Pressure canning – Preserving soups, sauces and other potentially low-acid foods

We’ve focused on the addition of acid or sugar in addition to heat as food preservation methods. But it is possible to preserve foods that are naturally low acid using high heat delivered through pressure canning. 

Low-acid foods have a pH level higher than 4.6 and include vegetables, meat, poultry, seafood, and any sauces, soups or stews that contain these ingredients (e.g. a tomato and meat sauce). These foods can all be preserved but that must be done through pressure canning to eliminate the risk of botulism.

What is pressure canning?

Pressure canning uses a different process from canning using a boiling-water bath.

A pressure canner, like a pressure cooker, creates an internal pressure that forces food to cook very quickly. A pressure canner has a lid that seals and a gauge to indicate the pressure the food inside the canner has reached. Liquids under pressure can boil at a higher temperature than liquids at normal pressure. 

Boiling-water-bath canning raises the internal temperature of a preserved food to a maximum of 100C (212F) – the boiling point of water. That temperature is sufficient to destroy any microbes that might survive the inhospitable environment created by the addition of acid, salt, or sugar to the preserved food. 

Under pressure, water can boil at temperatures up 240°F (116°C). Because low-acid preserved foods don’t inhibit bacterial growth from salt, acid or sugar, these foods need higher and more prolonged heat to kill off any bacteria or spores that can be lurking in the preserves.

Recipes that require pressure canning will indicate what pressure to use and how to adjust that pressure depending on what altitude you live at. Higher altitudes require higher cooking pressure.


Used for preserving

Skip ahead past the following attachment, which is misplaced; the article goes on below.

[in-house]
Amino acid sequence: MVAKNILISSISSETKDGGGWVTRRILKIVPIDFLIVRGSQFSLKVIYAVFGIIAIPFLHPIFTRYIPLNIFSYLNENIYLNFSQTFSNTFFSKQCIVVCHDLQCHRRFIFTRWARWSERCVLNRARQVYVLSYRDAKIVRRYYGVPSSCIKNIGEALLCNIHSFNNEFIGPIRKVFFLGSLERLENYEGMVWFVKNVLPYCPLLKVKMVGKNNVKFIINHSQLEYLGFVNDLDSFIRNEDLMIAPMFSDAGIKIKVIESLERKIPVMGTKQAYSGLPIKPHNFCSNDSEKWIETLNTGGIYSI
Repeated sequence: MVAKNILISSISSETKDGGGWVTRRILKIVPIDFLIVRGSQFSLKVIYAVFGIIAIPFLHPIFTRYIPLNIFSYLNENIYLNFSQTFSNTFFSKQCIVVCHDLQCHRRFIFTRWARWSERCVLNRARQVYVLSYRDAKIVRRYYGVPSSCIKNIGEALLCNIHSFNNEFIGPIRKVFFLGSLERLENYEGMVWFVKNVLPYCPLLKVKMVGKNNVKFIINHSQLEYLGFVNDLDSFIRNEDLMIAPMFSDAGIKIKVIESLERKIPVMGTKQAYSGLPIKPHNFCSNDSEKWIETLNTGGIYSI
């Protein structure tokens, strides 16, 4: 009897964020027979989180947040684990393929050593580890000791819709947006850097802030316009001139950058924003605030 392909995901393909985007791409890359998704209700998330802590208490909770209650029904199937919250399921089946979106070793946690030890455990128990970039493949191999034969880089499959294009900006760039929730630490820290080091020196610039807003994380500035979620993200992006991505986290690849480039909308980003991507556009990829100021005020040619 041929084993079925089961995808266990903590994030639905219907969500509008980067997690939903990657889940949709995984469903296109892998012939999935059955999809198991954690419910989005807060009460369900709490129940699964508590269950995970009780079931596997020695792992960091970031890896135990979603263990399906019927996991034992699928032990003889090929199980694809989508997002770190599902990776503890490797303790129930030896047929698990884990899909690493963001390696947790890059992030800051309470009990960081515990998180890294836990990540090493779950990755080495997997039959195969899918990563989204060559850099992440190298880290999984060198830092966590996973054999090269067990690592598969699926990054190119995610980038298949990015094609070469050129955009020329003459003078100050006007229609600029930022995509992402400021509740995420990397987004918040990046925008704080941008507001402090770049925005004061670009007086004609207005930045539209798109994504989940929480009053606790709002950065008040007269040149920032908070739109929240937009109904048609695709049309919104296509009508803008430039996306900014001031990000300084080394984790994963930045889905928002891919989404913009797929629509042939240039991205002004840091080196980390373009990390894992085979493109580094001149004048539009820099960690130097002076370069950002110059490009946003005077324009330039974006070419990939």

Used when preserving low-acid foods

Used when preserving foods that have salt, acid or sugar added

Pressure canning



Yes, but not necessary

Water bath canning




Pressure cooker




An extra bonus with pressure canning

Because the temperatures in the pressure cooker get so high, you do not need to sterilize your clean jars and lids before you fill them. Just as with regular canning, the lids you use will create a seal as the preserved food inside the jar cools. A convex or indented lid indicates that the preserves are properly sealed.

What is botulism?

The bacteria, Clostridium botulinum, can be present in any food and grows best when there is no oxygen present. While the bacteria itself is killed at 100C or 212F, it produces hardy spores that survive this temperature. These spores thrive:

  • in a low acid environment, 
  • with little salt or water
  • with no oxygen or air, and
  • at storage temperatures between 3 -37C (37-98F). 

As they grow, these spores give off a deadly toxin that is invisible and has no odor or taste, making it impossible to detect in food at home. The botulism toxin affects the nervous system and causes paralysis. It can be fatal.  

The higher temperature produced through pressure canning kills both the Clostridium botulinum bacteria and its spores.